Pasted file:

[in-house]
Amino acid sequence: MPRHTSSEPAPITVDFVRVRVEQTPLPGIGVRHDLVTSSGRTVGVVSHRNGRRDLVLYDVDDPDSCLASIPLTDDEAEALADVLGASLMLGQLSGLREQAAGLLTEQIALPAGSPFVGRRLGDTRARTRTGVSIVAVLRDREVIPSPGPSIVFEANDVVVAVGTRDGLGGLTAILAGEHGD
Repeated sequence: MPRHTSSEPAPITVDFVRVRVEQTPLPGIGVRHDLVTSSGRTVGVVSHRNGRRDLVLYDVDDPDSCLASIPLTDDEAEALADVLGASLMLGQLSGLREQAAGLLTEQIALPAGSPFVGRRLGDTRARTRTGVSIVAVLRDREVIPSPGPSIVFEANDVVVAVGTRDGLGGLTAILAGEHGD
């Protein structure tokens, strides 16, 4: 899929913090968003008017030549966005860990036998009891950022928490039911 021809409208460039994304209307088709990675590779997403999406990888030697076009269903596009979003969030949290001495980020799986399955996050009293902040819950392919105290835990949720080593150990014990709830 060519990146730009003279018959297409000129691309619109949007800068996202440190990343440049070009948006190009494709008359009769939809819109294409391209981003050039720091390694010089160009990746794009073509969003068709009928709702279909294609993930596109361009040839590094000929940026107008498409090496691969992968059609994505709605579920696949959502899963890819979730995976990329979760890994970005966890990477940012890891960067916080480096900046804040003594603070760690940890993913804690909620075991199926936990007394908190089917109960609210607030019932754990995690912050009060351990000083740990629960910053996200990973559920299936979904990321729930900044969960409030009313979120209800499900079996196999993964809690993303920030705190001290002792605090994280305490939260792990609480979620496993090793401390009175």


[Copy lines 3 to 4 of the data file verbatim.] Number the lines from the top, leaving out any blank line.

Repeated sequence: MPRHTSSEPAPITVDFVRVRVEQTPLPGIGVRHDLVTSSGRTVGVVSHRNGRRDLVLYDVDDPDSCLASIPLTDDEAEALADVLGASLMLGQLSGLREQAAGLLTEQIALPAGSPFVGRRLGDTRARTRTGVSIVAVLRDREVIPSPGPSIVFEANDVVVAVGTRDGLGGLTAILAGEHGD
């Protein structure tokens, strides 16, 4: 899929913090968003008017030549966005860990036998009891950022928490039911 021809409208460039994304209307088709990675590779997403999406990888030697076009269903596009979003969030949290001495980020799986399955996050009293902040819950392919105290835990949720080593150990014990709830 060519990146730009003279018959297409000129691309619109949007800068996202440190990343440049070009948006190009494709008359009769939809819109294409391209981003050039720091390694010089160009990746794009073509969003068709009928709702279909294609993930596109361009040839590094000929940026107008498409090496691969992968059609994505709605579920696949959502899963890819979730995976990329979760890994970005966890990477940012890891960067916080480096900046804040003594603070760690940890993913804690909620075991199926936990007394908190089917109960609210607030019932754990995690912050009060351990000083740990629960910053996200990973559920299936979904990321729930900044969960409030009313979120209800499900079996196999993964809690993303920030705190001290002792605090994280305490939260792990609480979620496993090793401390009175």